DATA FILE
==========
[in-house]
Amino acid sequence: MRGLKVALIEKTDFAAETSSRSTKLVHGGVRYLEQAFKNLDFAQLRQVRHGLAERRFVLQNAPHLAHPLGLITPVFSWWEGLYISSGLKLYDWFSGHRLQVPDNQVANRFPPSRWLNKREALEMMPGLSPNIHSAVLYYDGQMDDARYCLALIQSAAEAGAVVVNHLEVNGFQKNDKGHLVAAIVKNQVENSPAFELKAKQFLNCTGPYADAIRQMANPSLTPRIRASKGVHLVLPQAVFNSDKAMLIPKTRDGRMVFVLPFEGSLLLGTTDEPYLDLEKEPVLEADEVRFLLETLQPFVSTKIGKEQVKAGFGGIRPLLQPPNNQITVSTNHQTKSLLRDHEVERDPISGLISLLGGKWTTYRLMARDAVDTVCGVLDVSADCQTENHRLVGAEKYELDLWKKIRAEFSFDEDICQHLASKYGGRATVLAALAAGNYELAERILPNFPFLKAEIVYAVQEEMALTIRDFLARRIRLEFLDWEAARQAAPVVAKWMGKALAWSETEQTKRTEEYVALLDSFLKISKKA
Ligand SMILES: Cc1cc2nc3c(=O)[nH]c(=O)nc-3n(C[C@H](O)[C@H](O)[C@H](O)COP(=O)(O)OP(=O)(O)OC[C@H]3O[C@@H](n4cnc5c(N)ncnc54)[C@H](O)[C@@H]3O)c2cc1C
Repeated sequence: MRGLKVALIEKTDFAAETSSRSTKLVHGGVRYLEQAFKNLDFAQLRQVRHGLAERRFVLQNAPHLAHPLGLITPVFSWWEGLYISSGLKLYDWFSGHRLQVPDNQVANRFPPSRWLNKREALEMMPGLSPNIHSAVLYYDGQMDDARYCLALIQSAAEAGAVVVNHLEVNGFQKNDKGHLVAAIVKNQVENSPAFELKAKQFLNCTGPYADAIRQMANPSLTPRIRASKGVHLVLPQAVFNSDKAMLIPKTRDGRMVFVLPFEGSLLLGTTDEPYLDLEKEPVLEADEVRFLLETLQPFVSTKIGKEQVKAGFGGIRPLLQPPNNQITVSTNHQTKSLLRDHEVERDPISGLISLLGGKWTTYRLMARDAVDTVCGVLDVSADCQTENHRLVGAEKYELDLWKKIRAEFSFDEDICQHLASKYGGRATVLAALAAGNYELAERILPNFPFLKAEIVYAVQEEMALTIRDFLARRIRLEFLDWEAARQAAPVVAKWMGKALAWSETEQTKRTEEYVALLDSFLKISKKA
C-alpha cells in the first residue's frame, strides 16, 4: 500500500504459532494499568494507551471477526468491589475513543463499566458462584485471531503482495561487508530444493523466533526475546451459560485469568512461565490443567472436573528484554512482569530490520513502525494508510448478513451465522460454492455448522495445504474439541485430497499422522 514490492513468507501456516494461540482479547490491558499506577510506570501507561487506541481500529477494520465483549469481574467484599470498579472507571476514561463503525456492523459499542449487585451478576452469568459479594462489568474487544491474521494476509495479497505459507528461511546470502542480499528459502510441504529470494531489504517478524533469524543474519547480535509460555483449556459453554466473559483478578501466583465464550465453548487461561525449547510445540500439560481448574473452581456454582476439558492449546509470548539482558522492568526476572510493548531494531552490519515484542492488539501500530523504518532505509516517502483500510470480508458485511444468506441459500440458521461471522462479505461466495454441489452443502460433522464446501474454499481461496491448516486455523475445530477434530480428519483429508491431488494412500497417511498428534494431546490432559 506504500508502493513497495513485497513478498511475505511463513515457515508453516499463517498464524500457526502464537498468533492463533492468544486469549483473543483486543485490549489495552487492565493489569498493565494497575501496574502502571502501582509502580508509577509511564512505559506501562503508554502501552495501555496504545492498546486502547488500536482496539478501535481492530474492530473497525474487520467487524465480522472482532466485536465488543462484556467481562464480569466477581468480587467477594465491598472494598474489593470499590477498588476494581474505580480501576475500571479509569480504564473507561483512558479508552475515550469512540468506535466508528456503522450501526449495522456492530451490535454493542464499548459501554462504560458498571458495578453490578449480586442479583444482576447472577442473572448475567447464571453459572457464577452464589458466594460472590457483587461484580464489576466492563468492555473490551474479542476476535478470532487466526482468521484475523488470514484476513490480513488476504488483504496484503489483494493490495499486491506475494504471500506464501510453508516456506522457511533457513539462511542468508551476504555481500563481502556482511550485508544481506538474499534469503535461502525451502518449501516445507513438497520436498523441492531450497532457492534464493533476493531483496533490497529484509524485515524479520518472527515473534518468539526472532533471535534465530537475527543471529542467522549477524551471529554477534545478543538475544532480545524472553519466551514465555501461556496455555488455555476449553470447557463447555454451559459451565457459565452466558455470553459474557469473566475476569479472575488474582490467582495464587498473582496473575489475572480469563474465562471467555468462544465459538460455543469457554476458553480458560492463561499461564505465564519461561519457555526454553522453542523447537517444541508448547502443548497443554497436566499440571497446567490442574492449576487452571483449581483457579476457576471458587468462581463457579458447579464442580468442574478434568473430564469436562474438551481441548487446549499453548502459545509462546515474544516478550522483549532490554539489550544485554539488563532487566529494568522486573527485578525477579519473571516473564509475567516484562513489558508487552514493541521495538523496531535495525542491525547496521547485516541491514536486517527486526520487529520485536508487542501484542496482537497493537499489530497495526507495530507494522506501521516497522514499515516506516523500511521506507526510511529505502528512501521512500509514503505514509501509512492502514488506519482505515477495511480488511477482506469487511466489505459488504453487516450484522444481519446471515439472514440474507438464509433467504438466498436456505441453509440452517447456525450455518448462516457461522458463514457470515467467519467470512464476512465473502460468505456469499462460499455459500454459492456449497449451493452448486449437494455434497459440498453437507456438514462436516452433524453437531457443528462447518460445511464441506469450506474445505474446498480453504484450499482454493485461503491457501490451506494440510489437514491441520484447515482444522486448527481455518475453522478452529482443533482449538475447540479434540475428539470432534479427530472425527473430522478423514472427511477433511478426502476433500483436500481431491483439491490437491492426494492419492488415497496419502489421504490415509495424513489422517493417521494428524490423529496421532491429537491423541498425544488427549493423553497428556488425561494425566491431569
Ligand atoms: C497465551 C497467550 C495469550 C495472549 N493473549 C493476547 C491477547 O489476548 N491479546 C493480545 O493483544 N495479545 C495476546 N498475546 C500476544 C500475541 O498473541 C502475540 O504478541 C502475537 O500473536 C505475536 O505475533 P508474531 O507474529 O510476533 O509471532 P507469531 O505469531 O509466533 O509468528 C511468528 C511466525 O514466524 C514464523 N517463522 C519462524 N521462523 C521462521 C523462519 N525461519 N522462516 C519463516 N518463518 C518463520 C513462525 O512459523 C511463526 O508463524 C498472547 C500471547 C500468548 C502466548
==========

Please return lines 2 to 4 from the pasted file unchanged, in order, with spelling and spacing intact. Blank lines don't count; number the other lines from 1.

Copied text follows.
Amino acid sequence: MRGLKVALIEKTDFAAETSSRSTKLVHGGVRYLEQAFKNLDFAQLRQVRHGLAERRFVLQNAPHLAHPLGLITPVFSWWEGLYISSGLKLYDWFSGHRLQVPDNQVANRFPPSRWLNKREALEMMPGLSPNIHSAVLYYDGQMDDARYCLALIQSAAEAGAVVVNHLEVNGFQKNDKGHLVAAIVKNQVENSPAFELKAKQFLNCTGPYADAIRQMANPSLTPRIRASKGVHLVLPQAVFNSDKAMLIPKTRDGRMVFVLPFEGSLLLGTTDEPYLDLEKEPVLEADEVRFLLETLQPFVSTKIGKEQVKAGFGGIRPLLQPPNNQITVSTNHQTKSLLRDHEVERDPISGLISLLGGKWTTYRLMARDAVDTVCGVLDVSADCQTENHRLVGAEKYELDLWKKIRAEFSFDEDICQHLASKYGGRATVLAALAAGNYELAERILPNFPFLKAEIVYAVQEEMALTIRDFLARRIRLEFLDWEAARQAAPVVAKWMGKALAWSETEQTKRTEEYVALLDSFLKISKKA
Ligand SMILES: Cc1cc2nc3c(=O)[nH]c(=O)nc-3n(C[C@H](O)[C@H](O)[C@H](O)COP(=O)(O)OP(=O)(O)OC[C@H]3O[C@@H](n4cnc5c(N)ncnc54)[C@H](O)[C@@H]3O)c2cc1C
Repeated sequence: MRGLKVALIEKTDFAAETSSRSTKLVHGGVRYLEQAFKNLDFAQLRQVRHGLAERRFVLQNAPHLAHPLGLITPVFSWWEGLYISSGLKLYDWFSGHRLQVPDNQVANRFPPSRWLNKREALEMMPGLSPNIHSAVLYYDGQMDDARYCLALIQSAAEAGAVVVNHLEVNGFQKNDKGHLVAAIVKNQVENSPAFELKAKQFLNCTGPYADAIRQMANPSLTPRIRASKGVHLVLPQAVFNSDKAMLIPKTRDGRMVFVLPFEGSLLLGTTDEPYLDLEKEPVLEADEVRFLLETLQPFVSTKIGKEQVKAGFGGIRPLLQPPNNQITVSTNHQTKSLLRDHEVERDPISGLISLLGGKWTTYRLMARDAVDTVCGVLDVSADCQTENHRLVGAEKYELDLWKKIRAEFSFDEDICQHLASKYGGRATVLAALAAGNYELAERILPNFPFLKAEIVYAVQEEMALTIRDFLARRIRLEFLDWEAARQAAPVVAKWMGKALAWSETEQTKRTEEYVALLDSFLKISKKA